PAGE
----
Don’t let foot pain keep you from getting in shape for the New Year
2013 is upon us, and whether you would like to eat healthier, manage stress, take a trip,
or volunteer, one resolution at the top of everyone’s list is to ‘Get Fit.’ However, if your
feet don’t feel good, you don’t want to exercise. Before starting any exercise routine, it is
important to talk to your doctor. Dr. Mia Horvath with the Arizona Institute of Footcare
Physicians offers advice to keep your feet in tip-top shape for the New Year.
1. Start your workouts gradually. Increase your stamina little by little in order to prevent
overuse injuries. “There is no need to overdue it right away; be cautious so that you
avoid overuse injuries like stress fractures, tendon strains and ankle sprains.” advises Dr.
2. Before you start working out, make sure you have a well-fitting athletic shoe designed
for exercise or sport. “If you have been wearing the same pair of tennis shoes every day
for the past 6 years, it’s time to update,” says Dr. Horvath. A good pair of shoes will
support your arch and provide cushion for your heel. Dr. Horvath adds, “If you have
shoes that are not the correct size, you could cause injuries or irritate existing problems.”
Shoes that are too small can irritate the nerve tissue in between the toes and may lead to
numbness or a burning feeling, and if shoes are too big they may cause friction blisters or
jamming of the toe joints.
3. Use good technique when exercising. If you have incorrect posture, lift weights that
are too heavy, or misuse the exercise equipment, it can cause instability in the foot and
ankle, leading to a sprain or an injury. Working with a professional or personal trainer
can help you prevent injuries at the gym. “If you do hurt your foot, see a podiatric
physician for evaluation; don’t just ‘walk it off’ because it may make things worse,” says
4. Protect yourself from bacteria. Change shoes every other day so that they do not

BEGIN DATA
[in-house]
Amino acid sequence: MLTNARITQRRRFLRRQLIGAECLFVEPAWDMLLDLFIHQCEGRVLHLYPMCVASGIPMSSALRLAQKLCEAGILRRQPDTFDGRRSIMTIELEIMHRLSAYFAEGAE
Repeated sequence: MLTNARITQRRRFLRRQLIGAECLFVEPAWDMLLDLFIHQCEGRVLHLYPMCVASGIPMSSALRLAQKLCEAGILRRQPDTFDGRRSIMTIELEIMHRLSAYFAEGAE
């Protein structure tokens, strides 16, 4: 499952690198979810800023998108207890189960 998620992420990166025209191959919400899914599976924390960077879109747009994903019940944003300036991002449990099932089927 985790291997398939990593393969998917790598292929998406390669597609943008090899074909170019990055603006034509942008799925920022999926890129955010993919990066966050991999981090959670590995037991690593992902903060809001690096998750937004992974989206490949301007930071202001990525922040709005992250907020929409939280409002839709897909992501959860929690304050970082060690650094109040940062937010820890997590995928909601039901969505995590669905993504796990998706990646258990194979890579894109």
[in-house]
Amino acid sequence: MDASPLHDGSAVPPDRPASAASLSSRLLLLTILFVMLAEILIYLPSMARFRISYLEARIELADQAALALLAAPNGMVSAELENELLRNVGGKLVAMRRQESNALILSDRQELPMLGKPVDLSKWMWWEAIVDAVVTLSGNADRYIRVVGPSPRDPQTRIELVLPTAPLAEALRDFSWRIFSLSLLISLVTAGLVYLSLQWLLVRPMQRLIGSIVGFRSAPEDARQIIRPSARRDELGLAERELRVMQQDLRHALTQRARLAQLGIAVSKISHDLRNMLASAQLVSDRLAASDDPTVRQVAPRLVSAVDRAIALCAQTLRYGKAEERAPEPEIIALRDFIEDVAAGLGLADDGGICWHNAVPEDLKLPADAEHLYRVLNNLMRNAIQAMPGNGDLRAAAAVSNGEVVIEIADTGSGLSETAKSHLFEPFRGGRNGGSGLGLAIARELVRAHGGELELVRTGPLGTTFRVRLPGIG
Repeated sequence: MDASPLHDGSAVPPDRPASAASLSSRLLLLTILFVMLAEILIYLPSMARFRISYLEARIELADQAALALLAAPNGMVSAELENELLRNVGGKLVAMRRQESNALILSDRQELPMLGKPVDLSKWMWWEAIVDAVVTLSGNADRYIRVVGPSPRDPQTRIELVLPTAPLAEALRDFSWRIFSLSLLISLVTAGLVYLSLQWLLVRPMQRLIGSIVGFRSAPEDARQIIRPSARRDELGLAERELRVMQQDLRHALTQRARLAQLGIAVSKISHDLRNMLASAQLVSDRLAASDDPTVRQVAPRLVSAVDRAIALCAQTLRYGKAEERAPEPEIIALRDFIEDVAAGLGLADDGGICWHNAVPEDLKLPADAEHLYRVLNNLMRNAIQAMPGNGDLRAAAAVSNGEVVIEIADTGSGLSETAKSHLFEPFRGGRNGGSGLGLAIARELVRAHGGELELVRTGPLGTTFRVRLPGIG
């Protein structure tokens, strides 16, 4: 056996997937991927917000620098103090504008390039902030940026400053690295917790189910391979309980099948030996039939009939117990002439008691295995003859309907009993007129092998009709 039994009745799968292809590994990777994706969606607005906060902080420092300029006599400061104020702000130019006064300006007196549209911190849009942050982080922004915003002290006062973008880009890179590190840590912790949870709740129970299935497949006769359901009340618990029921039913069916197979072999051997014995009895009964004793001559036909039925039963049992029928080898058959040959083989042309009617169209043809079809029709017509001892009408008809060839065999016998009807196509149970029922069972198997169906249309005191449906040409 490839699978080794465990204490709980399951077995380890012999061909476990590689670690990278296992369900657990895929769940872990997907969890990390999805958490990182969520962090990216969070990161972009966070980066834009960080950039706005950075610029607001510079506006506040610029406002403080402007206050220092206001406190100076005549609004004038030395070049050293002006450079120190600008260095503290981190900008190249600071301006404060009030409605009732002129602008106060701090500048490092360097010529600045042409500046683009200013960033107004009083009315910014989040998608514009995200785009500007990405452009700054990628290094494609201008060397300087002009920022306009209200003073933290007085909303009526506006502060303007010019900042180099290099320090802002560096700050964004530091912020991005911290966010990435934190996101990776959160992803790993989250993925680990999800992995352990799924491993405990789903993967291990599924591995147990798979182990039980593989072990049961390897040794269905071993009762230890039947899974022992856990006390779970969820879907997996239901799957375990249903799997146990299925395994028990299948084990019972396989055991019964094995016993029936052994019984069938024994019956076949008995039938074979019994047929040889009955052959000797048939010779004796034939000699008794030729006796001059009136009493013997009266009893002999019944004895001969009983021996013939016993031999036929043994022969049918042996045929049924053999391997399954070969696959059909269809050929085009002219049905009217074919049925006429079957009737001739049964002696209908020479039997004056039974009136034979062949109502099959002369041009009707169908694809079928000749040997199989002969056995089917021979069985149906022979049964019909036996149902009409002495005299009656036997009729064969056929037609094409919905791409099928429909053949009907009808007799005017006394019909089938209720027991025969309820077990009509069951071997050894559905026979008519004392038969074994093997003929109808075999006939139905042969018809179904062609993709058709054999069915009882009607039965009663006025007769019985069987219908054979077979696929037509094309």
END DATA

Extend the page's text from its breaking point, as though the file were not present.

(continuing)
become sweaty. Never go barefoot in public areas such as public showers, the pool deck,
or when using equipment as these areas of the gym can breed toenail fungus, viruses
that cause warts, and bacteria. “You want to have a barrier between your feet and wet
surfaces. If you have a cut, scrape, or crack in the skin, that can be an entry point for
bacteria, so make sure you cover minor wounds,” recommends Dr. Horvath.
5. Listen to your body. Foot pain is not normal and should not be ignored. Seeing a
podiatrist at the first sign of foot pain can increase chances of a quick successful recovery
and avoid further injury. When your feet feel good, you feel good, and they will help you
exercise and follow through with your new year’s resolutions.
Have you ever experienced dry cracked heels? If so, you are not alone. In Arizona it is a
common but treatable problem due to the low humidity of the desert especially in the winter. Dry cracked heels can also occur secondary to other medical conditions like diabetes, thyroid dysfunction, nutritional deficits, or peripheral vascular disease. “Your feet are like the canary in the coalmine,” says Dr. Siegel from the Arizona Institute of Footcare Physicians. “As we age, they can detect other conditions going on in your body.
”It is also very common to have dry cracked heels if you wear flip-flops, especially after a long hot summer. Flip-Flops create repetitive micro injuries, by slapping against the bottom of your heel, creating further drying and cracking of the skin. “If you wear flip-flops or strap sandals, your feet are more prone to dry out from the loss of moisturizing oils, which causes rough, dry skin that is prone to cracking,” says Dr. Siegel.
If left untreated, these fissures or cracks can become infected and create further problems. If you have diabetes or another chronic condition, it is important to visit your doctor right away so you do not get an infection. Home treatments are not as effective and medications available over the counter are not quite strong enough to deal with dry cracked heals. If your condition does not respond to home care within 48 hours, or continues to worsen, consult your doctor.
Podiatrists such as Dr. Siegel can remove thickened calloused tissue on your feet and also recommend an appropriate local medication if needed. The Arizona Institute of Footcare Physicians also offers products that help alleviate this problem. Dr. Siegel recommends using a product called Sleep ‘n’ Heel available in the Education Center. “The sleeve is great for my patients because you wear it on your foot while you sleep and it helps your skin heal overnight.
”Dr. Siegel also advises that you wear proper shoe gear for the appropriate activity. “Flip Flops can be good for around the house or spending time by the pool, but if you are running errands or going to the grocery store, it is best to wear proper tennis shoes with good support.”
Dr. Siegel’s Tip: Look at your feet every day. “It’s good to check your feet for cuts or sores,” he says. “If you see that you have a cut or sore, it is best to schedule an appointment to have a podiatrist check it out right away.”